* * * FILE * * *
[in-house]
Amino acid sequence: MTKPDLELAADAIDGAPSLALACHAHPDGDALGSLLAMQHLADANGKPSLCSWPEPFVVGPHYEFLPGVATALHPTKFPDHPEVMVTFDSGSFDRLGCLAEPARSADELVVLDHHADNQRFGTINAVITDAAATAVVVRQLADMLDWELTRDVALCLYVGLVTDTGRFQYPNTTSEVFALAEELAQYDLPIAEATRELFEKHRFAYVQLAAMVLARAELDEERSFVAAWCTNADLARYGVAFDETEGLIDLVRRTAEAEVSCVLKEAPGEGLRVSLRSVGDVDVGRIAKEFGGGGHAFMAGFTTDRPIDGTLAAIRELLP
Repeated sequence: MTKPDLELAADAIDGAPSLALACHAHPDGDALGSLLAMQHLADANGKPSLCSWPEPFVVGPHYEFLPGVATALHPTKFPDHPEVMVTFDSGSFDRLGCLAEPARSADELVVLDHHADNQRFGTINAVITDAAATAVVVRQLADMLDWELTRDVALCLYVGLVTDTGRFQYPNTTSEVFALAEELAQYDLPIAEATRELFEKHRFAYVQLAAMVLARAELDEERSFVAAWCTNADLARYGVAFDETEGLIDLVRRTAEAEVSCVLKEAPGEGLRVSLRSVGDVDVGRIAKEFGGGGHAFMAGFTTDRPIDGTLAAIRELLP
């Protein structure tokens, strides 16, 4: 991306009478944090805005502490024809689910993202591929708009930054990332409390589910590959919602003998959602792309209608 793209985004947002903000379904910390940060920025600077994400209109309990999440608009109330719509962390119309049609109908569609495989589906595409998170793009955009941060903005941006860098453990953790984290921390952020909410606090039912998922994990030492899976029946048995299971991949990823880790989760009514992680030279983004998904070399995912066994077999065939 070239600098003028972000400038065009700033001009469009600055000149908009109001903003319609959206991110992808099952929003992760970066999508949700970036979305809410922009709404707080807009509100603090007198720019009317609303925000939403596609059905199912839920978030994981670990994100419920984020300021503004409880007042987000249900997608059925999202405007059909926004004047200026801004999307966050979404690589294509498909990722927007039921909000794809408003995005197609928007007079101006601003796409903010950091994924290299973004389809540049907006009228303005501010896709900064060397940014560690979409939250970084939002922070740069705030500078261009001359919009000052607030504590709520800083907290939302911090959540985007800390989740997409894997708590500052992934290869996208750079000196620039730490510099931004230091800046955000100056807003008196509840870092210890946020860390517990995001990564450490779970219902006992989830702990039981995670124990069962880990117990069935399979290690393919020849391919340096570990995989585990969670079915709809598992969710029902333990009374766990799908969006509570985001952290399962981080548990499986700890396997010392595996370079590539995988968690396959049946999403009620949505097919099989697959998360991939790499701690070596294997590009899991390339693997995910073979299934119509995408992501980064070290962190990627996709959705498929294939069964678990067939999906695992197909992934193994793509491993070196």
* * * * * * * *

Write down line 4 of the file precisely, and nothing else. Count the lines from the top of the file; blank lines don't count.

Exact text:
């Protein structure tokens, strides 16, 4: 991306009478944090805005502490024809689910993202591929708009930054990332409390589910590959919602003998959602792309209608 793209985004947002903000379904910390940060920025600077994400209109309990999440608009109330719509962390119309049609109908569609495989589906595409998170793009955009941060903005941006860098453990953790984290921390952020909410606090039912998922994990030492899976029946048995299971991949990823880790989760009514992680030279983004998904070399995912066994077999065939 070239600098003028972000400038065009700033001009469009600055000149908009109001903003319609959206991110992808099952929003992760970066999508949700970036979305809410922009709404707080807009509100603090007198720019009317609303925000939403596609059905199912839920978030994981670990994100419920984020300021503004409880007042987000249900997608059925999202405007059909926004004047200026801004999307966050979404690589294509498909990722927007039921909000794809408003995005197609928007007079101006601003796409903010950091994924290299973004389809540049907006009228303005501010896709900064060397940014560690979409939250970084939002922070740069705030500078261009001359919009000052607030504590709520800083907290939302911090959540985007800390989740997409894997708590500052992934290869996208750079000196620039730490510099931004230091800046955000100056807003008196509840870092210890946020860390517990995001990564450490779970219902006992989830702990039981995670124990069962880990117990069935399979290690393919020849391919340096570990995989585990969670079915709809598992969710029902333990009374766990799908969006509570985001952290399962981080548990499986700890396997010392595996370079590539995988968690396959049946999403009620949505097919099989697959998360991939790499701690070596294997590009899991390339693997995910073979299934119509995408992501980064070290962190990627996709959705498929294939069964678990067939999906695992197909992934193994793509491993070196």